A left-leaning Muslim movement with wide appeal in south India — the Popular Front of India — now looks to plant its feet firmly in the north, the east and the west. "We want to be all over, for minority empowerment," says its chairman EM Abdul Rahiman, a former librarian from Kerala.
But in its journey so far, the front has earned more barbs than bouquets.
When the arm of a Kerala professor was cut off for his "blasphemy", some of the front’s men got arrested. Many consider the front, with its stress on physical training, as the Muslim equivalent of the Hindu right-wing Rashtriya Swayamsevak Sangh. A WikiLeaks cable described it as India's only staunch anti-imperialist organisation.
Its cadre have often accused of trying to impose an austere form of Islam. The front itself was dubbed a "terrorist organisation" by the Kerala government, which was rejected by the Supreme Court.
Accusations, however, have had no impact on the front's expansion. It symbolically shifted its base to New Delhi from Bangalore three months ago.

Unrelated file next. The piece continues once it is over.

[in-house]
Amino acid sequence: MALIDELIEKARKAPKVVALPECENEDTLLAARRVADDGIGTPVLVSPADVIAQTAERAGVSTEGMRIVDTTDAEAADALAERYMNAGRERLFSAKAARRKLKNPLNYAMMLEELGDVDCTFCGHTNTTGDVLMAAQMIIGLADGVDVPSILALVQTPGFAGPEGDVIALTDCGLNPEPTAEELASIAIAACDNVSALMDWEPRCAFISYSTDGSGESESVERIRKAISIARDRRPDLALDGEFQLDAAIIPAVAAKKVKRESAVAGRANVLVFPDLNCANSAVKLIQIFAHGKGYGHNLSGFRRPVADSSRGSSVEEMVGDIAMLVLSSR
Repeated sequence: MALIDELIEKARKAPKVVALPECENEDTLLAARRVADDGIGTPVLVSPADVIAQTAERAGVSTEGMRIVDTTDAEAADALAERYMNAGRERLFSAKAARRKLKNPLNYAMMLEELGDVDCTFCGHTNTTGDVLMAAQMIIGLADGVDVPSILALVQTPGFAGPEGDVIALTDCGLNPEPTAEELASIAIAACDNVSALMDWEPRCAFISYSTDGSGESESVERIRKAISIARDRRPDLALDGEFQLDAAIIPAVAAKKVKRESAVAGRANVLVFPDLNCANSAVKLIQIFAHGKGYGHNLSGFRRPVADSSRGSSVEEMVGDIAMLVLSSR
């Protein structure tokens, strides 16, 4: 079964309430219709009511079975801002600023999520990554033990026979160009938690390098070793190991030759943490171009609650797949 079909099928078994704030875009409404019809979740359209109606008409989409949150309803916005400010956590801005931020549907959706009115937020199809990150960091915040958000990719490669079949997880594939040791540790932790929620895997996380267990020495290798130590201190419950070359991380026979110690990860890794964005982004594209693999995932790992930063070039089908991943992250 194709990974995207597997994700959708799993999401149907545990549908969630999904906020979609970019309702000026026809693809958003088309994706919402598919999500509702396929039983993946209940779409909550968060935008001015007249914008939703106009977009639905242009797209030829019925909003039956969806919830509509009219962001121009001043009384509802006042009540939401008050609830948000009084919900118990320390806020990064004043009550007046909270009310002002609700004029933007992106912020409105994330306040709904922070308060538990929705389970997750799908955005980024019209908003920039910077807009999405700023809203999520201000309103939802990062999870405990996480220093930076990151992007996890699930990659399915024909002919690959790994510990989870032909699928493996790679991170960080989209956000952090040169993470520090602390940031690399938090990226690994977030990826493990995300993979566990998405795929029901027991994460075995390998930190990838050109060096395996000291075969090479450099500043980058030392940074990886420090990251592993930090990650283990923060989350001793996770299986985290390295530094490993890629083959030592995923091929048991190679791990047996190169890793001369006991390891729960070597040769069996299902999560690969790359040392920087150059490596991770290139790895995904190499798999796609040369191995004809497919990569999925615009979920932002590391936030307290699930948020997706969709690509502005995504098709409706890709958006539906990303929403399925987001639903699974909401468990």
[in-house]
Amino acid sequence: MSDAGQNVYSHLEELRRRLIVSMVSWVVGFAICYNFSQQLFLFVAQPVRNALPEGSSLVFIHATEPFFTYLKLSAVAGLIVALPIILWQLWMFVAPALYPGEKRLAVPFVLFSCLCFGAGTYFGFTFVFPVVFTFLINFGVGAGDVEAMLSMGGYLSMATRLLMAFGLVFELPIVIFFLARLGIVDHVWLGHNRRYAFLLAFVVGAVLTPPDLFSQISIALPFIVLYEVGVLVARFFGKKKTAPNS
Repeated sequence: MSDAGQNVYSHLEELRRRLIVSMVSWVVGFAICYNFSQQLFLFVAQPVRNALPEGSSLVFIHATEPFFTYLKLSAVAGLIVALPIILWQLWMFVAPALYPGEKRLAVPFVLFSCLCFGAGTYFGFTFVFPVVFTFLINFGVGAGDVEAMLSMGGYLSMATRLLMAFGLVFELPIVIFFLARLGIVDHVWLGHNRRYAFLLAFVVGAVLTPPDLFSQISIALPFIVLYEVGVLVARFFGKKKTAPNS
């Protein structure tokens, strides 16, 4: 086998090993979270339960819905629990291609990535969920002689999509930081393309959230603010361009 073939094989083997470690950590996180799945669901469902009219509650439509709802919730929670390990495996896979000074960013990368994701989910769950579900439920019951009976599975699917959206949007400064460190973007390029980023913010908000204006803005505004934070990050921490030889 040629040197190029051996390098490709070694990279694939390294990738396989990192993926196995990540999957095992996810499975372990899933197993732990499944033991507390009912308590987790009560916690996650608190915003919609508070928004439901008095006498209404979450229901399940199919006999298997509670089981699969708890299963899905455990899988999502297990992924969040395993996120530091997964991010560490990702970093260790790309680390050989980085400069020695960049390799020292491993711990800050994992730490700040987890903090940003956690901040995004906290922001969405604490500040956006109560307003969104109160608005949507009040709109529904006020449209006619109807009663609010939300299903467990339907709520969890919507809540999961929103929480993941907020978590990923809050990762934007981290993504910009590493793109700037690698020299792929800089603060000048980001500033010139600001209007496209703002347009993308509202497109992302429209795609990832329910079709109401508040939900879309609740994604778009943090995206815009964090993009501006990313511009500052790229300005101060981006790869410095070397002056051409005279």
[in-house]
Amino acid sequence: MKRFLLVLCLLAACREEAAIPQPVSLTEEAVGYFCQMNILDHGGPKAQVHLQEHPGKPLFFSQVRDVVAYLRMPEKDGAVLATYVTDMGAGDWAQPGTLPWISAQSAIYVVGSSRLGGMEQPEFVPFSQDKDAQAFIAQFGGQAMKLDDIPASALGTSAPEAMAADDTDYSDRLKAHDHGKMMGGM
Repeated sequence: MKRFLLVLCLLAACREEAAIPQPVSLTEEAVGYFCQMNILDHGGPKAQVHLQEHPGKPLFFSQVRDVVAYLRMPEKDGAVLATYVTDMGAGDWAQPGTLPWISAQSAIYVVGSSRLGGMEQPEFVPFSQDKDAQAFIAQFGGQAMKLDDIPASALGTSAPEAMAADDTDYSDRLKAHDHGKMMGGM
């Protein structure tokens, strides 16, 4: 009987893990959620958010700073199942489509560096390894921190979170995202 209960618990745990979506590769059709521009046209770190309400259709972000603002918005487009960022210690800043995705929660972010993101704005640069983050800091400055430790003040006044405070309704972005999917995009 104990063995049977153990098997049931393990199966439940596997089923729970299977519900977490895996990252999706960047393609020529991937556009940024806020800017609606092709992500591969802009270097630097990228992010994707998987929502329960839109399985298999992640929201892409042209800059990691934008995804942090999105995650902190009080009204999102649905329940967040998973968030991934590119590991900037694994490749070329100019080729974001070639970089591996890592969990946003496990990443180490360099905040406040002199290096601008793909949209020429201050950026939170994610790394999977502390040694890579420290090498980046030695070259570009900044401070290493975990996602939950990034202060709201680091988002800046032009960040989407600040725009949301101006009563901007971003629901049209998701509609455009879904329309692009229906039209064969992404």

Now, it is set to hold a three-day social justice conference at Delhi's Ramlila Grounds from November 25-27, where prominent Muslim and non-Muslim have been invited to speak, including former diplomat Syed Shahabuddin and Ram Vilas Paswan of the Lok Janshakti Party.
"Muslims of the north talk a lot, do nothing. I have heard about the good work the front has done in the south, like running big institutions and colleges," says Shamim Akhtar, a student in Delhi's Jamia Milia Islamia.
Rahiman says the front's goals are not illegal, anti-national or anti-social. "We talk about justice and equal rights. Such is the prejudice against us that our cadre have been barred from holding Independence Day parades," says Thanveer, a cadre.